AIyarn will produce new biomaterial yarns and represent a first use case of artificial intelligence, exploiting Bayesian optimization for bioinnovations.
Project team: Doctoral Candidate Matteo Iannacchero (CHEM), Professor Jaana Vapaavuori (CHEM), Professor Patrick Rinke (SCI)
The aim of this project is to develop a computational fabric that integrates sensing and computation directly into the fabric. The fabric is made of novel bio-based functional fibers. This project combines design, materials science, electronics, and artificial intelligence. It leverages machine learning
and AI methods for sensoring of human body and for design of advanced smart biomaterials. This research provides new knowledge on how to design and produce fully integrated smart materials and wearables in the context of sustainability. As electronics become fully integrated into the textile materials, they need to adapt to the dynamic nature of textiles, which poses new challenges for the electronics design. The aim of this project is to tackle these challenges.
Project team: Professor Kirsi Niinimäki (ARTS), Professor Simo Särkkä (ELEC & FCAI), Professor Jaana Vapaavuori (CHEM), Professor Yu Xiao (ELEC)
CelluMimicry-project develops environmentally friendly water repellent textiles
Most of our outdoor garments rely on synthetic fabrics for water-repelling properties. Moving away from oil-based products, new solutions are needed to gradually replace synthetic fibers. Nature has proven that it is possible to achieve hydrophobicity without synthetic or toxic materials. Can we do it too?
In a collaboration between business, chemistry, and materials science, this project aims to use biomimetic approaches to produce hydrophobic cellulosic textiles. By studying how nature achieves hydrophobicity, this functionality can be introduced with bio-based chemicals. The rising awareness of the environmental impact of the textile industry provides new market opportunities for sustainable innovations. To support our technical development towards commercialization, we will analyze the existing landscape of products that build on biomimicry.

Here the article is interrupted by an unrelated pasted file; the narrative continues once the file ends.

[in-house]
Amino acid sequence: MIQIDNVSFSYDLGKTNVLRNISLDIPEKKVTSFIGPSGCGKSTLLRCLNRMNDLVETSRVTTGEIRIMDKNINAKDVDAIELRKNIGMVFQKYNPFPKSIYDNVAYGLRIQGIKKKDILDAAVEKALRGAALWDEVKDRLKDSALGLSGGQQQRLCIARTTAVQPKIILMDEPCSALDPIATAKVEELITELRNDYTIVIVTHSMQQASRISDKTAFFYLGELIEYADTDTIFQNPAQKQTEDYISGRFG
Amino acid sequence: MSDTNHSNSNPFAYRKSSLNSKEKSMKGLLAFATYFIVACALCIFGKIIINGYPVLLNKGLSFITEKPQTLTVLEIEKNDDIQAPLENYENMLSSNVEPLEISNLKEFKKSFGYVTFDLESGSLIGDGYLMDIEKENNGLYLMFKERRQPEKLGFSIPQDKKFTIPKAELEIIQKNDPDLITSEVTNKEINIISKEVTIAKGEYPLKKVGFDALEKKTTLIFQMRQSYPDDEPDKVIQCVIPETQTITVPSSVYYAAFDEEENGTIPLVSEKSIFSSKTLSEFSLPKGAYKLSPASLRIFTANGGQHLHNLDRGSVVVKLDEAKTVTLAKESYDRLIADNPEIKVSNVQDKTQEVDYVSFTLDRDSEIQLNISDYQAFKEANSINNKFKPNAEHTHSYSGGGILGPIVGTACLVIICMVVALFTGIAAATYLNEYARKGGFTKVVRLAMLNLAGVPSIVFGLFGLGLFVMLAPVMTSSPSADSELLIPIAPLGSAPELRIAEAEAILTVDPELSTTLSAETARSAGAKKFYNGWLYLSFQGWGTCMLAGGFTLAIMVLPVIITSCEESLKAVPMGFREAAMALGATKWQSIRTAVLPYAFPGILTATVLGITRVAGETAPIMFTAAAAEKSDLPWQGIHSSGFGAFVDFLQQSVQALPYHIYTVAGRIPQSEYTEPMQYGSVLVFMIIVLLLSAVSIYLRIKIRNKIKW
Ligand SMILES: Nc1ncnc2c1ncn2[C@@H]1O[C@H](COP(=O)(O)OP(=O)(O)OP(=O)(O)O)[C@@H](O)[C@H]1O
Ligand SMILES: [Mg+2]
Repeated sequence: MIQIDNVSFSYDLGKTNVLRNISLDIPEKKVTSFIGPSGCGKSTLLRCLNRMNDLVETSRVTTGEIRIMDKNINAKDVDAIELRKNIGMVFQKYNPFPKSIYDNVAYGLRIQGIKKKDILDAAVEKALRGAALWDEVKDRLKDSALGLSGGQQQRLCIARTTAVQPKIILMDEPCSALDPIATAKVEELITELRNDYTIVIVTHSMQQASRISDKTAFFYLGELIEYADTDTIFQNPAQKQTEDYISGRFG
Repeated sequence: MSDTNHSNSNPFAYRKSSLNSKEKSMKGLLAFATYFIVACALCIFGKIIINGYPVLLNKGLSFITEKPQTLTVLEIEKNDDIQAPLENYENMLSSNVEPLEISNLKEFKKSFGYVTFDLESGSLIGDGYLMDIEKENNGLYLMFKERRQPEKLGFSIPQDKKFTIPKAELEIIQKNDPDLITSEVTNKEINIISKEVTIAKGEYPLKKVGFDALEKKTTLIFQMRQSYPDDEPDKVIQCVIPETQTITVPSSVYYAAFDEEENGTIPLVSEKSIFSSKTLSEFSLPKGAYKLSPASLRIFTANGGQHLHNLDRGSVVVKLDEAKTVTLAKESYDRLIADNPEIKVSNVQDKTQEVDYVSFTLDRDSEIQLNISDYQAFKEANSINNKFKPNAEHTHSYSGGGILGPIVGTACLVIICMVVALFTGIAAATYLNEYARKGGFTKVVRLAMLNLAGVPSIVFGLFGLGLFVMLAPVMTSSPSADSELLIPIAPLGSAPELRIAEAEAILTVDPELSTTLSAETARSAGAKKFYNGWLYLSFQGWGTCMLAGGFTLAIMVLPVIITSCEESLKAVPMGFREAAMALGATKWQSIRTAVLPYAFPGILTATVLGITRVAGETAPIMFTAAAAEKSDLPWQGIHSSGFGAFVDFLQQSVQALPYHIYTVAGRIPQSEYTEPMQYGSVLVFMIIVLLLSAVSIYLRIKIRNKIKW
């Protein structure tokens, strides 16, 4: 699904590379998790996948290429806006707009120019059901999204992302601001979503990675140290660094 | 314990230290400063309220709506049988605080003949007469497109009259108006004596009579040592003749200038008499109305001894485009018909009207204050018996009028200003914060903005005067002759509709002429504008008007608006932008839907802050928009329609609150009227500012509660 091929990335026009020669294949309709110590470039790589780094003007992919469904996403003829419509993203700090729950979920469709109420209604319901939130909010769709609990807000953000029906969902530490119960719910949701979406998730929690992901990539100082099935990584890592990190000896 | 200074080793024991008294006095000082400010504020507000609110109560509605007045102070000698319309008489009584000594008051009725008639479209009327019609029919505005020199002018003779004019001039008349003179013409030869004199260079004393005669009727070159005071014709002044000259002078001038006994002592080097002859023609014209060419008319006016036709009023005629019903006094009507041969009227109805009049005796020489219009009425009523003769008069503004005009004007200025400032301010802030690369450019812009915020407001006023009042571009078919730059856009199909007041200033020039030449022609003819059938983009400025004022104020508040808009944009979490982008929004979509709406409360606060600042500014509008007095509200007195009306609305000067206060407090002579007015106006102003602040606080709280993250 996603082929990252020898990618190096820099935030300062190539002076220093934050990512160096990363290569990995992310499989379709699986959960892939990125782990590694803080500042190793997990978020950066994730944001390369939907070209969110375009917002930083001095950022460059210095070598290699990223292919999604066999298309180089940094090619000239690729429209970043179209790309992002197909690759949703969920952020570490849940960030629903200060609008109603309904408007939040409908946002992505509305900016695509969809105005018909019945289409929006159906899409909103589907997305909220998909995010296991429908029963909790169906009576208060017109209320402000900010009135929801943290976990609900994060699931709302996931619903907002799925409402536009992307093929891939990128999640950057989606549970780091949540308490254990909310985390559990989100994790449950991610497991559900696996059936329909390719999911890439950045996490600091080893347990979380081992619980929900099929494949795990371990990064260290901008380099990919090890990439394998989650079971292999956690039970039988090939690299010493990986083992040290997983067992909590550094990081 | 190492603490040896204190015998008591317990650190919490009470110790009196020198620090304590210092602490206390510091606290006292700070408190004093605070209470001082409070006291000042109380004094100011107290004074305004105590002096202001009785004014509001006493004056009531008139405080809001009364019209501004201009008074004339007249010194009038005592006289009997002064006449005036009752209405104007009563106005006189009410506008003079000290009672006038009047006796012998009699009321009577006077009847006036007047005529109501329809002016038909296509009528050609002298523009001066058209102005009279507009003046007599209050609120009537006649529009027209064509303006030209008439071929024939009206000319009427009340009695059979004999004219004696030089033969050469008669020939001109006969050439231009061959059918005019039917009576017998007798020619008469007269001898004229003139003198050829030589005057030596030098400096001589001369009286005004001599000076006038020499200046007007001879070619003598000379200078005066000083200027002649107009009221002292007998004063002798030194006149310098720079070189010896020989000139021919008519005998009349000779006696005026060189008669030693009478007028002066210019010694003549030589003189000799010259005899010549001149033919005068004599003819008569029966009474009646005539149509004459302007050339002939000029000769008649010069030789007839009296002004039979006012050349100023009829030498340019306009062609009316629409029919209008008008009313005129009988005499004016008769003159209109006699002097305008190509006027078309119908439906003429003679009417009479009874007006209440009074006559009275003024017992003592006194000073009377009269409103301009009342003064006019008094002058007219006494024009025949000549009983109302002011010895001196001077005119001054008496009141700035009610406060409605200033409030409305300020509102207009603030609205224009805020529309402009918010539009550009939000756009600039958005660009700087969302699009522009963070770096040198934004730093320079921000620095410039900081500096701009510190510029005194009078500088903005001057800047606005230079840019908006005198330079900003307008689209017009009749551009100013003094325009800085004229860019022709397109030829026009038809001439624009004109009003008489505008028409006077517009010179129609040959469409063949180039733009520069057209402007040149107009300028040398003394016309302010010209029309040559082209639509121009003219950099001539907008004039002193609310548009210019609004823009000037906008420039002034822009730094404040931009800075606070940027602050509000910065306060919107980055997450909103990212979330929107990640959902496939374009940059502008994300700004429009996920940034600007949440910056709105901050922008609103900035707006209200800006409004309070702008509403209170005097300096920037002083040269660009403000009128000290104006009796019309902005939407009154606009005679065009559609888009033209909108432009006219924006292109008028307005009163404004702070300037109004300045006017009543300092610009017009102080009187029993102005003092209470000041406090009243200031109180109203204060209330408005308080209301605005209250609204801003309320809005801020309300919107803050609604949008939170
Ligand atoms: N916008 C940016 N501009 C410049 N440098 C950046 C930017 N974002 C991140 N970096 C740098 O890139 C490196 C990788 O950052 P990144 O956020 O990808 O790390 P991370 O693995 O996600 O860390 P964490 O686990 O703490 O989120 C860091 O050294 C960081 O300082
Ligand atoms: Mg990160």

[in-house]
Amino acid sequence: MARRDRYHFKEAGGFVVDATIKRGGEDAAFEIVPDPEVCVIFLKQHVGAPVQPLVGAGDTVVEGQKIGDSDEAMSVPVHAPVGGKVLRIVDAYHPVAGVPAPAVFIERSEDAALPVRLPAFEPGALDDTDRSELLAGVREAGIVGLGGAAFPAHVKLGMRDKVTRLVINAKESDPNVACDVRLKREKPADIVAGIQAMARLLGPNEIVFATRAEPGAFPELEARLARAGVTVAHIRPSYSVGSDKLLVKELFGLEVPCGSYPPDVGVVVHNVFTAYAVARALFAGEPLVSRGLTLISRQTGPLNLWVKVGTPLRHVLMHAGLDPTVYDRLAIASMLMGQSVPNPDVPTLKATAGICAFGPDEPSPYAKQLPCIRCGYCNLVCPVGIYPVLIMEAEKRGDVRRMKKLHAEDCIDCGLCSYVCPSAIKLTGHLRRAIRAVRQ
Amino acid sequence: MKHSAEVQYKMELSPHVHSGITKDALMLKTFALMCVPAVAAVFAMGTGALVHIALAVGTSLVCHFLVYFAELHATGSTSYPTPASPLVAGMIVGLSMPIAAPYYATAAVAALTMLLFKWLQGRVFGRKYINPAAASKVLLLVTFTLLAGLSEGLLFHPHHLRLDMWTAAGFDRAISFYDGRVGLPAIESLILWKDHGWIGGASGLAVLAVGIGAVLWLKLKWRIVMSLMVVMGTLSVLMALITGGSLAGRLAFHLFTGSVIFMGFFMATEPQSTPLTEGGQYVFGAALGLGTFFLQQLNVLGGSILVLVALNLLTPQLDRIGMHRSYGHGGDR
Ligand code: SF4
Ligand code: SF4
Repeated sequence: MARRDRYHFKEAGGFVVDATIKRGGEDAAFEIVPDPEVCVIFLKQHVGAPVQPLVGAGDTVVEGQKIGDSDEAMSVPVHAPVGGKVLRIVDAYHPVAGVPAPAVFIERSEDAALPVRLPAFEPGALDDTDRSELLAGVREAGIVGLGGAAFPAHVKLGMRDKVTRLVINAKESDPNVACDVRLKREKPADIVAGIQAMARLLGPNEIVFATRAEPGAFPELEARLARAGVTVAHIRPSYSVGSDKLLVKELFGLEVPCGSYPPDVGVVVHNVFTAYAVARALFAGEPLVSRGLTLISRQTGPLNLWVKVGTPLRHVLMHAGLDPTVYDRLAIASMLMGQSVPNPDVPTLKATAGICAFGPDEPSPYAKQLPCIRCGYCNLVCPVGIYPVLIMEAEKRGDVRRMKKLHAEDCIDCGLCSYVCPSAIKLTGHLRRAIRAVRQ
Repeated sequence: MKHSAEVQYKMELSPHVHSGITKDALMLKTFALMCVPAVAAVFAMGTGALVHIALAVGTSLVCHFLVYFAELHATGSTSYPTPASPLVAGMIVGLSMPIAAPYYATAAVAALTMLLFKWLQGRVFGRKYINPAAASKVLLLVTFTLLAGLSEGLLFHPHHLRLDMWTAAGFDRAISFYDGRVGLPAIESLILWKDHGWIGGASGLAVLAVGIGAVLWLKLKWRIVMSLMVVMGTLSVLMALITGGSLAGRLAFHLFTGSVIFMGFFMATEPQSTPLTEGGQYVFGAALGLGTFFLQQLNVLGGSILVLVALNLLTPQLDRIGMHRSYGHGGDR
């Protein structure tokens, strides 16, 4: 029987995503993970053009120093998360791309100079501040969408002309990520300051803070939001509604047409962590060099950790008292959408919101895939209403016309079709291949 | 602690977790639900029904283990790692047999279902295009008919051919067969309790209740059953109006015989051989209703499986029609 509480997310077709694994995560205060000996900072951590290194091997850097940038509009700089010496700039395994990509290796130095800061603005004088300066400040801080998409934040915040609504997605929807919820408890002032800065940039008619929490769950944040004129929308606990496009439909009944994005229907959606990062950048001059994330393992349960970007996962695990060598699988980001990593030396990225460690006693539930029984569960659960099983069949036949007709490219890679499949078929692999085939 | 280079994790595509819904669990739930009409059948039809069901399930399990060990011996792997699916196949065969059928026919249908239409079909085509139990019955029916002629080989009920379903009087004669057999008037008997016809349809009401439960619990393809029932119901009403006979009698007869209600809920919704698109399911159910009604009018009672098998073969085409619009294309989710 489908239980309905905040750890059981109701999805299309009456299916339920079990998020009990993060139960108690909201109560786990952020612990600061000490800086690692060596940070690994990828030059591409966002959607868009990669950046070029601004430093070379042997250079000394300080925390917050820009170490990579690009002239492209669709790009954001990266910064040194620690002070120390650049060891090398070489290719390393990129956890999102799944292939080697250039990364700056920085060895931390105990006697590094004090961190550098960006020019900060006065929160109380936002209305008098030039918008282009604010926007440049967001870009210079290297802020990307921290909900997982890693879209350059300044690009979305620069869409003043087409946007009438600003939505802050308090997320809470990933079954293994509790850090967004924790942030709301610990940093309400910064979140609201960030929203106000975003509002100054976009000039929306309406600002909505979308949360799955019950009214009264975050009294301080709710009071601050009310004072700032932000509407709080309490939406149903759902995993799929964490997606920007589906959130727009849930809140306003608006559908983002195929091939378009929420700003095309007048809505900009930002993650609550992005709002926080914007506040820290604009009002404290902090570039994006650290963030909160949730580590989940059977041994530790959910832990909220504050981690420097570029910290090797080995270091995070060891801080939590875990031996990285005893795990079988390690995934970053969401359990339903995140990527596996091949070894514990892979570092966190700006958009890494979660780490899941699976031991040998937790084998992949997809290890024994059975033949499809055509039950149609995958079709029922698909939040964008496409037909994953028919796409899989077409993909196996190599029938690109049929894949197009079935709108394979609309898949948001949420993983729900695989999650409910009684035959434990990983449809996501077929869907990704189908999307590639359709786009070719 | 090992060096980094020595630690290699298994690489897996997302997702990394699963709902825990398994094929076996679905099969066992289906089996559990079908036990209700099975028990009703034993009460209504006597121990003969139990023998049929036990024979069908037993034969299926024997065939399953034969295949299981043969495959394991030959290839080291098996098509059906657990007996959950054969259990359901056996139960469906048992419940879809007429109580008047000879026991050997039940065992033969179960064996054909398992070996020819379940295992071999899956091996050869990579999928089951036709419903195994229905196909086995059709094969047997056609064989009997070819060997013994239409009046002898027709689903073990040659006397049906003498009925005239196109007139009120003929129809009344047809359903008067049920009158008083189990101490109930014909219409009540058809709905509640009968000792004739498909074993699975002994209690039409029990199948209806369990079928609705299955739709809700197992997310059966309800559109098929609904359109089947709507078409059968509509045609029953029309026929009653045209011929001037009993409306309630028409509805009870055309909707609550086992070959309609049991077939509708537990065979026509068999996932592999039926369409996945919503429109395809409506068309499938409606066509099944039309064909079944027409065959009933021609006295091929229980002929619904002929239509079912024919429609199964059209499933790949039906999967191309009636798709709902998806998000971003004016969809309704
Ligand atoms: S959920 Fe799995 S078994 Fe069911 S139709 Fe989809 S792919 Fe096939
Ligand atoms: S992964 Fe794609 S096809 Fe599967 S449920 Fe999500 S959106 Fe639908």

Doctoral Candidate Helena Sederholm (CHEM), Professor Michael Hummel (CHEM), Professor Samuli Patala (BIZ), Professor Minna Halme (BIZ)
SEREPLAS-project aims to improve recycling efficiency of multilayer packaging
The recycling processes of fibre-based plastic-coated barrier packaging (such as milk cartons) cannot selectively separate and recover the surface plastic layer. The fibrous material stuck to and following the plastic is incinerated with the plastic. The separated fibrous material (usually bleached chemical pulp fibres) is used in significantly lower-end products. To increase the added value of recycled materials, both the plastic must be recycled more efficiently, and the fibrous material must be recovered for higher value-added products.
The SEREPLAS project develops an efficient and selective separation process of plastic and cardboard. The separated plastic will be used for chemical recycling and the fibrous material for higher added value production.
Doctoral Candidate Emilia Kauppi (CHEM), Professor Jouni Paltakari (CHEM), Professor Petri Kuosmanen (ENG)
Industrial collaboration: Stora Enso, Valmet